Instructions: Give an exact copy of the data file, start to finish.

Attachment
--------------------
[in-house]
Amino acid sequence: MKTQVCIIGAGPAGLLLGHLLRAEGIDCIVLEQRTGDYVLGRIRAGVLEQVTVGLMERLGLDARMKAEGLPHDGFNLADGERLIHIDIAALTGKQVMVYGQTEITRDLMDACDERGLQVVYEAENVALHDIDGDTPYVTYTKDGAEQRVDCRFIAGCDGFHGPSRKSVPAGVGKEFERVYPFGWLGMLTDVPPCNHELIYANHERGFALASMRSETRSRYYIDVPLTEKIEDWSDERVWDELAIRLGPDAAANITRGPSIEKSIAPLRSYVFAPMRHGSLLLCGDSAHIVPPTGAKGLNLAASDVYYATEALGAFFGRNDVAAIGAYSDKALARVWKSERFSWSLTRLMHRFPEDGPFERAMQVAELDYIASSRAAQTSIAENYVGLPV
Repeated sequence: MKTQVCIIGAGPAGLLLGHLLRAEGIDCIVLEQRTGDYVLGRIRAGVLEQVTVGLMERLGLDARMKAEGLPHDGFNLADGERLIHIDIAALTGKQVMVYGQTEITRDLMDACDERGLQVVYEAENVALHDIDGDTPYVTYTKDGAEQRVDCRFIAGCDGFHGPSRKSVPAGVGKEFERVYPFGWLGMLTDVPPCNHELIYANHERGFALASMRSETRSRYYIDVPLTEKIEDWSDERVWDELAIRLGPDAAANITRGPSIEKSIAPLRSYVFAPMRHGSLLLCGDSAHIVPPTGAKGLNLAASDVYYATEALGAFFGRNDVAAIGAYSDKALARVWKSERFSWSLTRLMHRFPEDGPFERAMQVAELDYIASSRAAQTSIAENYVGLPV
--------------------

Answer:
[in-house]
Amino acid sequence: MKTQVCIIGAGPAGLLLGHLLRAEGIDCIVLEQRTGDYVLGRIRAGVLEQVTVGLMERLGLDARMKAEGLPHDGFNLADGERLIHIDIAALTGKQVMVYGQTEITRDLMDACDERGLQVVYEAENVALHDIDGDTPYVTYTKDGAEQRVDCRFIAGCDGFHGPSRKSVPAGVGKEFERVYPFGWLGMLTDVPPCNHELIYANHERGFALASMRSETRSRYYIDVPLTEKIEDWSDERVWDELAIRLGPDAAANITRGPSIEKSIAPLRSYVFAPMRHGSLLLCGDSAHIVPPTGAKGLNLAASDVYYATEALGAFFGRNDVAAIGAYSDKALARVWKSERFSWSLTRLMHRFPEDGPFERAMQVAELDYIASSRAAQTSIAENYVGLPV
Repeated sequence: MKTQVCIIGAGPAGLLLGHLLRAEGIDCIVLEQRTGDYVLGRIRAGVLEQVTVGLMERLGLDARMKAEGLPHDGFNLADGERLIHIDIAALTGKQVMVYGQTEITRDLMDACDERGLQVVYEAENVALHDIDGDTPYVTYTKDGAEQRVDCRFIAGCDGFHGPSRKSVPAGVGKEFERVYPFGWLGMLTDVPPCNHELIYANHERGFALASMRSETRSRYYIDVPLTEKIEDWSDERVWDELAIRLGPDAAANITRGPSIEKSIAPLRSYVFAPMRHGSLLLCGDSAHIVPPTGAKGLNLAASDVYYATEALGAFFGRNDVAAIGAYSDKALARVWKSERFSWSLTRLMHRFPEDGPFERAMQVAELDYIASSRAAQTSIAENYVGLPV